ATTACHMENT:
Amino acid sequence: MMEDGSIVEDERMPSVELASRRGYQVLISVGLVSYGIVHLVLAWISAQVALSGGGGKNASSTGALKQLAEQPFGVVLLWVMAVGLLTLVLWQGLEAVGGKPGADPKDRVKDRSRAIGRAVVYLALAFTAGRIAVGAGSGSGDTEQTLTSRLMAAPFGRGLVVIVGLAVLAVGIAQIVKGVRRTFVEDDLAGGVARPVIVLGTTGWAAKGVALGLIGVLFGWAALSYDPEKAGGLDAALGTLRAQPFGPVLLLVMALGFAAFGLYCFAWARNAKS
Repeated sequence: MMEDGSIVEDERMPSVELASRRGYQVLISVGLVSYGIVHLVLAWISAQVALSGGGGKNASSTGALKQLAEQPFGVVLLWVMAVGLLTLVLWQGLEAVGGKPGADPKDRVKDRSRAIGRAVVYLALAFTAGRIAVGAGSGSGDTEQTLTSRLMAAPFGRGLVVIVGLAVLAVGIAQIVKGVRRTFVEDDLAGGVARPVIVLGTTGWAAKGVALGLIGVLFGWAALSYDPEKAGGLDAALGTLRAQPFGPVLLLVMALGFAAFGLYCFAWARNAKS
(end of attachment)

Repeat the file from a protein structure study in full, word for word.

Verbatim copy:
Amino acid sequence: MMEDGSIVEDERMPSVELASRRGYQVLISVGLVSYGIVHLVLAWISAQVALSGGGGKNASSTGALKQLAEQPFGVVLLWVMAVGLLTLVLWQGLEAVGGKPGADPKDRVKDRSRAIGRAVVYLALAFTAGRIAVGAGSGSGDTEQTLTSRLMAAPFGRGLVVIVGLAVLAVGIAQIVKGVRRTFVEDDLAGGVARPVIVLGTTGWAAKGVALGLIGVLFGWAALSYDPEKAGGLDAALGTLRAQPFGPVLLLVMALGFAAFGLYCFAWARNAKS
Repeated sequence: MMEDGSIVEDERMPSVELASRRGYQVLISVGLVSYGIVHLVLAWISAQVALSGGGGKNASSTGALKQLAEQPFGVVLLWVMAVGLLTLVLWQGLEAVGGKPGADPKDRVKDRSRAIGRAVVYLALAFTAGRIAVGAGSGSGDTEQTLTSRLMAAPFGRGLVVIVGLAVLAVGIAQIVKGVRRTFVEDDLAGGVARPVIVLGTTGWAAKGVALGLIGVLFGWAALSYDPEKAGGLDAALGTLRAQPFGPVLLLVMALGFAAFGLYCFAWARNAKS